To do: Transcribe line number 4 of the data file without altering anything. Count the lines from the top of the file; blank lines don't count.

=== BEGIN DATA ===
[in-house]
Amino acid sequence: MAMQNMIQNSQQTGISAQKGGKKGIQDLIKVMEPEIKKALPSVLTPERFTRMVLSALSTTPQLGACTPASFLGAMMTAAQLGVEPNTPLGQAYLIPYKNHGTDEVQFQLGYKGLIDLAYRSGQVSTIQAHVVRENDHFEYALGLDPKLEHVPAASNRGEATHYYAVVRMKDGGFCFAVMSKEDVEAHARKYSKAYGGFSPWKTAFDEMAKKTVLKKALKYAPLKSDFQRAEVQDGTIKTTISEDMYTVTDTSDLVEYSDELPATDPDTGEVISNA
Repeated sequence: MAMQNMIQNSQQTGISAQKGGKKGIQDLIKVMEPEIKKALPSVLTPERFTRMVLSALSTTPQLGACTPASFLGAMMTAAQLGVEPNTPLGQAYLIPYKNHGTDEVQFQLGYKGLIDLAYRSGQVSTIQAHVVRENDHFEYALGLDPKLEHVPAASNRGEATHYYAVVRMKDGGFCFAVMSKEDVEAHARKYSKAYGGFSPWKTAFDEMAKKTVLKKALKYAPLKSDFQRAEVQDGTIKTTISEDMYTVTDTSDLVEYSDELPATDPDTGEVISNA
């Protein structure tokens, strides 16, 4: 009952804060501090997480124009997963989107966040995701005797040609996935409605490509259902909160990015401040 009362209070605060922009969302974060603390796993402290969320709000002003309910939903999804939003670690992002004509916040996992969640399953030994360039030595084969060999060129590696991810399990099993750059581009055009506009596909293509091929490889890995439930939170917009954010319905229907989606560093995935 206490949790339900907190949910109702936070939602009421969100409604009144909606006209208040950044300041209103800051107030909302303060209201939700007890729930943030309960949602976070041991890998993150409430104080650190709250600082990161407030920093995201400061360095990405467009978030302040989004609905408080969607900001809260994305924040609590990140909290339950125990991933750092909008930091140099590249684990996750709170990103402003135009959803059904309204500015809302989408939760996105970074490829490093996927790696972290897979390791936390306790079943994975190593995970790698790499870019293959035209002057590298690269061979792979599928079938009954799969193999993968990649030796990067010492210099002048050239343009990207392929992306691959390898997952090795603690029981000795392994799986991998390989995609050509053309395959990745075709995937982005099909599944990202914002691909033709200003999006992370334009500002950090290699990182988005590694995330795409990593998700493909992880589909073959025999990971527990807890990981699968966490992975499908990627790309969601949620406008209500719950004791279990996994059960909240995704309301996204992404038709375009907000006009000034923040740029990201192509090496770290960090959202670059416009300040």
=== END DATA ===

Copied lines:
């Protein structure tokens, strides 16, 4: 009952804060501090997480124009997963989107966040995701005797040609996935409605490509259902909160990015401040 009362209070605060922009969302974060603390796993402290969320709000002003309910939903999804939003670690992002004509916040996992969640399953030994360039030595084969060999060129590696991810399990099993750059581009055009506009596909293509091929490889890995439930939170917009954010319905229907989606560093995935 206490949790339900907190949910109702936070939602009421969100409604009144909606006209208040950044300041209103800051107030909302303060209201939700007890729930943030309960949602976070041991890998993150409430104080650190709250600082990161407030920093995201400061360095990405467009978030302040989004609905408080969607900001809260994305924040609590990140909290339950125990991933750092909008930091140099590249684990996750709170990103402003135009959803059904309204500015809302989408939760996105970074490829490093996927790696972290897979390791936390306790079943994975190593995970790698790499870019293959035209002057590298690269061979792979599928079938009954799969193999993968990649030796990067010492210099002048050239343009990207392929992306691959390898997952090795603690029981000795392994799986991998390989995609050509053309395959990745075709995937982005099909599944990202914002691909033709200003999006992370334009500002950090290699990182988005590694995330795409990593998700493909992880589909073959025999990971527990807890990981699968966490992975499908990627790309969601949620406008209500719950004791279990996994059960909240995704309301996204992404038709375009907000006009000034923040740029990201192509090496770290960090959202670059416009300040």